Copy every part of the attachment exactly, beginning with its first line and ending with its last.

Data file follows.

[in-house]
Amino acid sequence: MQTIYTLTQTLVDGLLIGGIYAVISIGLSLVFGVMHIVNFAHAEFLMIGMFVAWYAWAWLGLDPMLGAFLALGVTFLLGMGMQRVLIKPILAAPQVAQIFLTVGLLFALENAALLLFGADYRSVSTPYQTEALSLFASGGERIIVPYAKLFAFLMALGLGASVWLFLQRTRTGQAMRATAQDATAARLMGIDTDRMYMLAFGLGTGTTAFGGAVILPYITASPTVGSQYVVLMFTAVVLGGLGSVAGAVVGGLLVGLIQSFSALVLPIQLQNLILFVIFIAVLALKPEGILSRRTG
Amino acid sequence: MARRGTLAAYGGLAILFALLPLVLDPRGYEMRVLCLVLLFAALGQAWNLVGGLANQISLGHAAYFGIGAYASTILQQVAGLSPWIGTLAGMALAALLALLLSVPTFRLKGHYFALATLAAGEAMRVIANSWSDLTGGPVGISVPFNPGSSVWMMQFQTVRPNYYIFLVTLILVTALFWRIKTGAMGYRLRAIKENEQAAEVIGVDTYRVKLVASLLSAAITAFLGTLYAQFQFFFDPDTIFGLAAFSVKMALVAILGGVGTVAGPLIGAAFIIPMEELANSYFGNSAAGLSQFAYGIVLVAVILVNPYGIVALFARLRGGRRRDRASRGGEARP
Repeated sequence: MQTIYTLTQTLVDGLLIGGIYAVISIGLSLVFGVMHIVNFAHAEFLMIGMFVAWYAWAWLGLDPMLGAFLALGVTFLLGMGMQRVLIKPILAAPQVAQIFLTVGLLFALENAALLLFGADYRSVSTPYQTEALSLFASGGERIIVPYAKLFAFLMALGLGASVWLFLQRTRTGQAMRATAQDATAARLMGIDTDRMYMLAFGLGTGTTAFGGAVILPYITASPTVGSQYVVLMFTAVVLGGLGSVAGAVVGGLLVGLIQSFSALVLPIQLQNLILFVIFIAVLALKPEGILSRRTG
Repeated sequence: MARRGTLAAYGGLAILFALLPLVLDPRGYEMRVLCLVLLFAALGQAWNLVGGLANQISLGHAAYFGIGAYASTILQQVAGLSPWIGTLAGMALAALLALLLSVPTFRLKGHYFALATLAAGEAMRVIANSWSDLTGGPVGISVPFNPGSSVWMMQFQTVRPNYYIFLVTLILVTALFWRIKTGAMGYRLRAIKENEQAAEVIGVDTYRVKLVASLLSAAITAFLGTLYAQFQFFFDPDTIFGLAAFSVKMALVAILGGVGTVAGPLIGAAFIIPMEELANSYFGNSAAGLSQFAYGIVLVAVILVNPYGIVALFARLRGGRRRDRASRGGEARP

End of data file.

[in-house]
Amino acid sequence: MQTIYTLTQTLVDGLLIGGIYAVISIGLSLVFGVMHIVNFAHAEFLMIGMFVAWYAWAWLGLDPMLGAFLALGVTFLLGMGMQRVLIKPILAAPQVAQIFLTVGLLFALENAALLLFGADYRSVSTPYQTEALSLFASGGERIIVPYAKLFAFLMALGLGASVWLFLQRTRTGQAMRATAQDATAARLMGIDTDRMYMLAFGLGTGTTAFGGAVILPYITASPTVGSQYVVLMFTAVVLGGLGSVAGAVVGGLLVGLIQSFSALVLPIQLQNLILFVIFIAVLALKPEGILSRRTG
Amino acid sequence: MARRGTLAAYGGLAILFALLPLVLDPRGYEMRVLCLVLLFAALGQAWNLVGGLANQISLGHAAYFGIGAYASTILQQVAGLSPWIGTLAGMALAALLALLLSVPTFRLKGHYFALATLAAGEAMRVIANSWSDLTGGPVGISVPFNPGSSVWMMQFQTVRPNYYIFLVTLILVTALFWRIKTGAMGYRLRAIKENEQAAEVIGVDTYRVKLVASLLSAAITAFLGTLYAQFQFFFDPDTIFGLAAFSVKMALVAILGGVGTVAGPLIGAAFIIPMEELANSYFGNSAAGLSQFAYGIVLVAVILVNPYGIVALFARLRGGRRRDRASRGGEARP
Repeated sequence: MQTIYTLTQTLVDGLLIGGIYAVISIGLSLVFGVMHIVNFAHAEFLMIGMFVAWYAWAWLGLDPMLGAFLALGVTFLLGMGMQRVLIKPILAAPQVAQIFLTVGLLFALENAALLLFGADYRSVSTPYQTEALSLFASGGERIIVPYAKLFAFLMALGLGASVWLFLQRTRTGQAMRATAQDATAARLMGIDTDRMYMLAFGLGTGTTAFGGAVILPYITASPTVGSQYVVLMFTAVVLGGLGSVAGAVVGGLLVGLIQSFSALVLPIQLQNLILFVIFIAVLALKPEGILSRRTG
Repeated sequence: MARRGTLAAYGGLAILFALLPLVLDPRGYEMRVLCLVLLFAALGQAWNLVGGLANQISLGHAAYFGIGAYASTILQQVAGLSPWIGTLAGMALAALLALLLSVPTFRLKGHYFALATLAAGEAMRVIANSWSDLTGGPVGISVPFNPGSSVWMMQFQTVRPNYYIFLVTLILVTALFWRIKTGAMGYRLRAIKENEQAAEVIGVDTYRVKLVASLLSAAITAFLGTLYAQFQFFFDPDTIFGLAAFSVKMALVAILGGVGTVAGPLIGAAFIIPMEELANSYFGNSAAGLSQFAYGIVLVAVILVNPYGIVALFARLRGGRRRDRASRGGEARP